Speed Reads

Late Night Tackles Trump and Russia

Stephen Colbert isn't buying the White House story about Trump, dictator of his son's misleading Russia statement

When Donald Trump Jr. was discovered to have met with a bunch of Russians who turned out to have ties to Russian intelligence, he "released a statement saying he didn't know who he was meeting with and they mostly talked about adoption," not Hillary Clinton, Stephen Colbert said on Tuesday's Late Show. "Those were lies, including the lie that he said it," because according to The Washington Post, President Trump dictated the statement. "He dictated it," Colbert said. "It's official — Donald Trump is a dictator, technically."

"Don Jr. gets in trouble, he literally got his daddy to write a note for him," Colbert recapped. According to his advisers, Trump "believes he is innocent" and "therefore does not think he is at any legal risk," he added, rolling his eyes. "And everyone knows you can't be convicted if you're not guilty in your mind." But "as bad as this looks for Trump — and it looks bad — it looks even worse for his lawyer," Jay Sekulow, he said.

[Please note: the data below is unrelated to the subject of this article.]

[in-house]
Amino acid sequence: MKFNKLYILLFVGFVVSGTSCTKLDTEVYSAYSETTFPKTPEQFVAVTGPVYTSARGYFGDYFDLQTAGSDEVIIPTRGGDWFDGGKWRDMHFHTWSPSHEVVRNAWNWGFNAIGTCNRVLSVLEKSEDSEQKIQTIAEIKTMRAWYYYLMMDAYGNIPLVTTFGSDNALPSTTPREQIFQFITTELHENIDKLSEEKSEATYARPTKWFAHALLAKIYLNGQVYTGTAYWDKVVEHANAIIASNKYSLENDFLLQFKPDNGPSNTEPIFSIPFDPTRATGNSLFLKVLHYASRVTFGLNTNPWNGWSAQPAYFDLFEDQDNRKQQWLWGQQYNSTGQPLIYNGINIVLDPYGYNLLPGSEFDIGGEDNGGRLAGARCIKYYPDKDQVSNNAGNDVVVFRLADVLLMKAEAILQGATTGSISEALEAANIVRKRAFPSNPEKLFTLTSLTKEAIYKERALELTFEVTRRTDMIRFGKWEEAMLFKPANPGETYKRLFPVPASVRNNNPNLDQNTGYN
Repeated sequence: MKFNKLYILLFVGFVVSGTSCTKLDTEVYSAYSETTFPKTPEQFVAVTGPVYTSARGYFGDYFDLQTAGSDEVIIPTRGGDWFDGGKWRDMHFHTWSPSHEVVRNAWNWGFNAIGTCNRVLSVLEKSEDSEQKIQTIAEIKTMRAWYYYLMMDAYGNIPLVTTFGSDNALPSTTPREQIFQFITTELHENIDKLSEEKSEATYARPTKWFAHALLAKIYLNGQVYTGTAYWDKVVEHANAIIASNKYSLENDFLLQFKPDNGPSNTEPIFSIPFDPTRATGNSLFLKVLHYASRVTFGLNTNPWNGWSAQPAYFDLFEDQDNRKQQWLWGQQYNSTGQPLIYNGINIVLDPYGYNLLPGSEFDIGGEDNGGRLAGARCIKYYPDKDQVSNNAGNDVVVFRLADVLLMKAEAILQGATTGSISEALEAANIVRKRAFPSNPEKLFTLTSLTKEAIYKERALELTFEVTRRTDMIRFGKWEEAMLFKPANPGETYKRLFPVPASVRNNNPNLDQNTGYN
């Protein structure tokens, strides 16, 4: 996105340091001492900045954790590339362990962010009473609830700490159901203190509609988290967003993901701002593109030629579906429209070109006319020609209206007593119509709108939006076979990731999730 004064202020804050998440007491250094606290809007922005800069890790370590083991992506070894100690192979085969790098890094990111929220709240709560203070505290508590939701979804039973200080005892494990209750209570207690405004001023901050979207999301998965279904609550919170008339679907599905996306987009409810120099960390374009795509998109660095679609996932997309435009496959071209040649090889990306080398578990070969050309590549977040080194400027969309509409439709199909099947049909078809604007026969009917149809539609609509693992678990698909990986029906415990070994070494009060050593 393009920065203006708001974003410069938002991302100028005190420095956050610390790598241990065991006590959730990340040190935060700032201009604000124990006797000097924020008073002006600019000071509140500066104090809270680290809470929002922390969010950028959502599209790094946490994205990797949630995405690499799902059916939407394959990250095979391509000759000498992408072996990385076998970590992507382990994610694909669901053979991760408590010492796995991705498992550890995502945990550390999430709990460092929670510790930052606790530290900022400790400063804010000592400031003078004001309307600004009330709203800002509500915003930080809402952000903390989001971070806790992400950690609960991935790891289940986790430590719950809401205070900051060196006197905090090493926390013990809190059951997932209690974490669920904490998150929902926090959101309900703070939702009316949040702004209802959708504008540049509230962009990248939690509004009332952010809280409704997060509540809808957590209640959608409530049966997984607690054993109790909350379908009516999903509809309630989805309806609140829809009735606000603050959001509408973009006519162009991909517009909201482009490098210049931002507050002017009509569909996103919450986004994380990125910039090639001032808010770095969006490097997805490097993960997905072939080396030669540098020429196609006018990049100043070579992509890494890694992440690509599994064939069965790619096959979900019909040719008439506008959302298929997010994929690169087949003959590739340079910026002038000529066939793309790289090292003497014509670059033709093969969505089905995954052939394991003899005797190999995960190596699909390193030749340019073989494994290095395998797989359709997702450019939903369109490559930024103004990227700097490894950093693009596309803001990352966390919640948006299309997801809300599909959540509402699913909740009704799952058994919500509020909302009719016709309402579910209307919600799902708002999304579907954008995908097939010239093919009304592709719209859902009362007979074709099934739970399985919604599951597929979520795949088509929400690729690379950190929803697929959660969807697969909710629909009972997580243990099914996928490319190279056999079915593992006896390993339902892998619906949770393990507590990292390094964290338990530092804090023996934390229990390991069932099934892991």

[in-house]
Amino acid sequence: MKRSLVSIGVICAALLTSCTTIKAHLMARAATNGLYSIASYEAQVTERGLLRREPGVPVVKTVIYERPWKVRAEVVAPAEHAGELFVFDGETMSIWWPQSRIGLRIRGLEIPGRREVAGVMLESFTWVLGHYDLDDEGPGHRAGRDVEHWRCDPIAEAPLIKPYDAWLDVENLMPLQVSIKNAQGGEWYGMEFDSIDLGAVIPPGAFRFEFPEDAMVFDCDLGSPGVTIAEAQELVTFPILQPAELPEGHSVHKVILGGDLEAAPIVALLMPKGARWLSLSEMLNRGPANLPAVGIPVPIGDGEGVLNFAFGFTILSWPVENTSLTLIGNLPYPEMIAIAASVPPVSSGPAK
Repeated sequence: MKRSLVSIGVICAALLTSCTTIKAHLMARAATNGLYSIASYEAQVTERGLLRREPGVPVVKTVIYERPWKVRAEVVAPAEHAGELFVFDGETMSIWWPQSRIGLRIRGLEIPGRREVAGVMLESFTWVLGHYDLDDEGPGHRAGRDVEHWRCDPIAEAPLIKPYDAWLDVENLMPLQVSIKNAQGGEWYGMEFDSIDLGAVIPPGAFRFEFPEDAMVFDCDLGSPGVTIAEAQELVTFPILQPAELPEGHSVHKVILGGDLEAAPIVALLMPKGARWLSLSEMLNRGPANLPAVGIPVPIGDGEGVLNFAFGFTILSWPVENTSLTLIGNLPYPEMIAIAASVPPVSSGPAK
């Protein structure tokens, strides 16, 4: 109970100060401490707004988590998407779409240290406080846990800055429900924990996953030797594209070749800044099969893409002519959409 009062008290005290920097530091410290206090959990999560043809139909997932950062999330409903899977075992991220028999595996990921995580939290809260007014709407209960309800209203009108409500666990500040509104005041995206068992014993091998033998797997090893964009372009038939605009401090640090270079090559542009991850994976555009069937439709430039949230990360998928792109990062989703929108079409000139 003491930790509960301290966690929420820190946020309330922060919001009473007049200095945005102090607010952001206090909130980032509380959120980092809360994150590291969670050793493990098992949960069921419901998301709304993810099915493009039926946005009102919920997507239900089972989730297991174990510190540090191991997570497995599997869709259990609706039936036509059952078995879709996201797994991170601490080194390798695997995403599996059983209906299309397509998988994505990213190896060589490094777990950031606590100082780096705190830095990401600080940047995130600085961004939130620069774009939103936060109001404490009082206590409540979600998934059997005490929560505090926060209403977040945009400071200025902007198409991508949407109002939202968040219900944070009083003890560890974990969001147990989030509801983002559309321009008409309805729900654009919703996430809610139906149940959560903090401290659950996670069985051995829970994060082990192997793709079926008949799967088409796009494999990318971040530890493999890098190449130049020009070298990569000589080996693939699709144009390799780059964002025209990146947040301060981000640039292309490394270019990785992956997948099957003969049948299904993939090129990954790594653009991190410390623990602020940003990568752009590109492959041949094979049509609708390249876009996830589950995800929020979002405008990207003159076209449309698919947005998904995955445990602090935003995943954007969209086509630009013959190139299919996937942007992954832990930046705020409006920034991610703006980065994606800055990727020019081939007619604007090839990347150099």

White House Press Secretary Sarah Huckabee Sanders defended the Trumps on Tuesday, playing a little fast and loose with the word "truth" and trying hard to make what Trump apparently did seem normal and wholesome, something any father would do for his 39-year-old son. "Yes, like any father would," Colbert said. "It's one of those father-and-son things, it's tradition, like playing catch or going fishing or preventing your son from implicating you in treason." He sang a short, modified version of the Harry Chapin song "Cat in the Cradle."

That was all before Trump appointed John Kelly as chief of staff, apparently because he was willing to stand up to the president, Colbert said. "No surprise, Trump respects people who don't suck up to him, starting yesterday." Kelly has his work cut out for him. "We just learned a prankster tricked White House officials into replying to his emails," Colbert noted. "He must have used some sort of tricky subject line, like: 'Confidential and Criminal: Dirt on Hillary. Russia Collude-A-Palooza!'" The most embarrassing victims of the prank may be White House Homeland Security Adviser Tom Bossert, who is in charge of the cybersecurity portfolio, but lots of high-profile aides were tricked. In fact, the one person who caught on was Eric Trump, Colbert said. "Yes, Eric was immediately suspicious when some one in the administration tried to talk to him." Watch below. Peter Weber